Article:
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Online videos can help consumers learn more about cancer prevention

Researchers say the educational tool can help raise awareness

Photo (c) Ridofranz - Getty Images
Though researchers have found that cancer-related deaths are steadily declining, it’s important that consumers stay up-to-date on warning signs or potential symptoms of the disease. 

According to a new study conducted by researchers from Rutgers University, online videos are one such way consumers can stay informed and keep their cancer knowledge sharp. 

“This review demonstrates the benefit of using digital videos for cancer health education, ranging from cancer prevention to treatment,” said researcher Nicholas Acuna. 

Staying informed

The researchers were most interested in understanding where consumers are already going to get health-related content, as well as what they already know about cancer and how gaining new information can help them be more proactive about their healthcare. 

Though social media continues to be one of the most popular ways that consumers get new information, this study revealed that watching educational videos on YouTube -- more so than on any other streaming site or social media platform -- yielded the best outcomes for study participants.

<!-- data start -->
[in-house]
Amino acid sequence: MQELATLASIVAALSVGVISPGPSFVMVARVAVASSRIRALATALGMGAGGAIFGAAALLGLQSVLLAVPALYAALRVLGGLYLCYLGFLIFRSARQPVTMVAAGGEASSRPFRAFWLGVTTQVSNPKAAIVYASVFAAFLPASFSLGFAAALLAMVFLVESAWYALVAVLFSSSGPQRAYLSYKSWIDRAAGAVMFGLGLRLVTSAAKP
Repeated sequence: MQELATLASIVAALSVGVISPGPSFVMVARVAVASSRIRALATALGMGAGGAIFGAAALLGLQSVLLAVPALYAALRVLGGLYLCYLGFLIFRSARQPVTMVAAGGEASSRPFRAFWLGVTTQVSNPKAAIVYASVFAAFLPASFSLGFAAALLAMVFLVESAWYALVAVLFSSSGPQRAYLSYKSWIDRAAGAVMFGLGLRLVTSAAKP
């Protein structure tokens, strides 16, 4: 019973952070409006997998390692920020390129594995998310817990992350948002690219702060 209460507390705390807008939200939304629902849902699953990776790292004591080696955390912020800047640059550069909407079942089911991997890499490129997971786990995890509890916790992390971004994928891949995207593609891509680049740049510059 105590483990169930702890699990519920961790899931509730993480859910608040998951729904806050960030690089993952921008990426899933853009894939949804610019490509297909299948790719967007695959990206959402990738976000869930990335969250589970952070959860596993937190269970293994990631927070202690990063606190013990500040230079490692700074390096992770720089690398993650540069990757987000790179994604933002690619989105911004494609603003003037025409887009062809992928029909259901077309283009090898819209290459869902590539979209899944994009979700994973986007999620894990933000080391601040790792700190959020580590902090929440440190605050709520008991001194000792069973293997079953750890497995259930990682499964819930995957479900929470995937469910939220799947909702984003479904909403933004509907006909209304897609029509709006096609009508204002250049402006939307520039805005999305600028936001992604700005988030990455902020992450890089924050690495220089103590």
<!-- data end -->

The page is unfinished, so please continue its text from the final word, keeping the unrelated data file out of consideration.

Watching these kinds of videos with regularity not only gave consumers more information about cancer, but it also led to more doctor’s visits about potential health concerns and more consumers performing their own at-home checks. 

Reaching a wider audience

The researchers were able to see firsthand how effective watching these videos can be for consumers’ overall knowledge and well-being. Going forward, they’re hoping to disseminate such videos to a wider, more diverse audience. 

Because of how clear the progress was, the researchers believe this is a prime opportunity to help spread this message to those in underserved populations. 

“While digital health videos addressing cancer can lead to improved health and well-being, the direction we should begin to go is to reach the needs of disadvantaged populations,” said researcher Pamela Valera. “Videos are an inexpensive way to deliver a clear, consistent message, and they allow viewers to proceed or re-watch at their own pace, which make them especially effective for people with low health literacy.” 

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